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Like most people who are going to a new city or country, I went to the internet to do some research. I won’t quote what I saw verbatim, but needless to say, from the comments and advice I read, if I felt compelled to go to the local bakery to pick up some King Cake, I shouldn’t wear anything less than full body armor, and be armed with several AK-47’s, Machetes and Katana blades if I was to emerge with my sugary treat unscathed.
When I arrived on the ground in New Orleans, the reality was far different. But, I want to level with those people concerned about safety in the big easy.
First thing I want to get out of the way is the crime rate. It’s high. There are a lot of gun-point robberies, and a lot of murders in the largest city of Louisiana. The murder rate in New Orleans has dropped however during 2017, placing it 4th behind Detroit, Baltimore and St Louis.
Random shootings can and do happen. A short while after I left New Orleans, to come back to Australia, there was a major shoot-out in Bourbon Street that left nine people injured (see some CCTV of the incident here). And Bourbon Street is one of the most visible, highly populated streets in New Orleans. So if this kind of business happens so brazenly in the main thoroughfares, it’s not difficult to imagine what goes on in the back streets.
More recently in November 2016, another shooting took place in Bourbon Street which instigated a US$40 million public safety plan. Rolled out in January 2017, the plan has seen the installation of 50 new CCTV cameras with a further 250 cameras to come. Along with a new real time monitoring center, license plate scanners in police cars and a US$12 million road improvement to Bourbon Street. Since actioning this plan, there has been a notable increase in safety in and around Bourbon Street.
Now, we can understand that this is very, very concerning for people visiting. But should it stop you from visiting? No way.
Essentially speaking, if you get caught in a dangerous criminal situation in New Orleans it will be for two reasons.
We will be honest with you, option number one can and does happen often. There are a lot of poor people in New Orleans, which leads to desperate measures.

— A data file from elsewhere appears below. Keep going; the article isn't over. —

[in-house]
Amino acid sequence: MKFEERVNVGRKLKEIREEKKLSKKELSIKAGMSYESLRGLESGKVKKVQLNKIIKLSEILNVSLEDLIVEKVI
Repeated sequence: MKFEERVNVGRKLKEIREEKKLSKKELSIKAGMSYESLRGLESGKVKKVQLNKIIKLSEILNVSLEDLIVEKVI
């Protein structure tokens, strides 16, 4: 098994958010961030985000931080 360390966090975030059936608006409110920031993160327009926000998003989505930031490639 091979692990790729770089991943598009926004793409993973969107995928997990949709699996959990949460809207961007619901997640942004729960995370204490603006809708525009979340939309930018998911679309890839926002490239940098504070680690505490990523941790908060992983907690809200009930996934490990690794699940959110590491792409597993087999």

This is why it is important to carry few valuables on your person, and don’t make wanton, ostentatious displays that could catch the eye of a thief. (We are talking flashing expensive cameras, smartphones and jewellery). It’s also important to maintain a certain level of vigilance, and know where you are going. Do your best to avoid walking alone in dark back streets, and try not to get so drunk that you become an easy!
If you are targeted, give up your valuables or cash quickly. If you make it difficult for a thief, especially one with a gun, you bring yourself into a higher risk of being attacked. Your money and valuables can be replaced (especially if you have, your health or wellbeing is harder to repair.
For option two, unfortunately this is a case of wrong place wrong time. It’s also a pretty rare event to see open display of gang warfare in the French Quarter. There are a LOT of police around, especially during Mardi Gras. So this is not something you should concern yourself with too much. You would be VERY unlucky to get caught in gang crossfire.
New Orleans loves throwing beads around during festivals, so watch your step so you don't go sliding or at worse, break an ankle. The greater risk however, is being hit in the head by flying beads from parade vehicles.
New Orleans police deal with a lot of drunken lunatics, especially around Mardi Gras time, and especially around the French Quarter/Canal Street area. You can see the ‘I’m-not-going-to-put-up-with-any-bullshit’ looks on their faces. From what I understood during my time there, if you are acting like an anti-social asshole in any way, you will get a tap on the shoulder and get hauled out in a squad car for some time out in the lock up.
Most of the crime in New Orleans comes from the fact that its city and tourist areas are small compared to other cities. Add in thousands of visitors during celebrations like Mardi Gras and you have a haven for petty criminals.
In areas like the French Quarter, there are a number of different ways that unscrupulous scammers can help you part with your cash. Cards are accepted everywhere and sometimes encouraged to use. Should you also lose or have your card stolen, it is easier to stop and replace than cash.
The most common one, by far, is the “I know where you got them shoes” scam. Essentially, you get asked this question on the street, if you respond, they will say:
“You got them on your feet!”
They will then demand money for their genius. If you don’t give them money, things can get tetchy.
I encourage people to just sharpen up their senses when it comes to things like this. You don’t want to be closed off for chance opportunities with fellow revellers, but anything that feels like a solicitation is usually recipe for a robbery.
If you feel that, eyes forward, and walk on.
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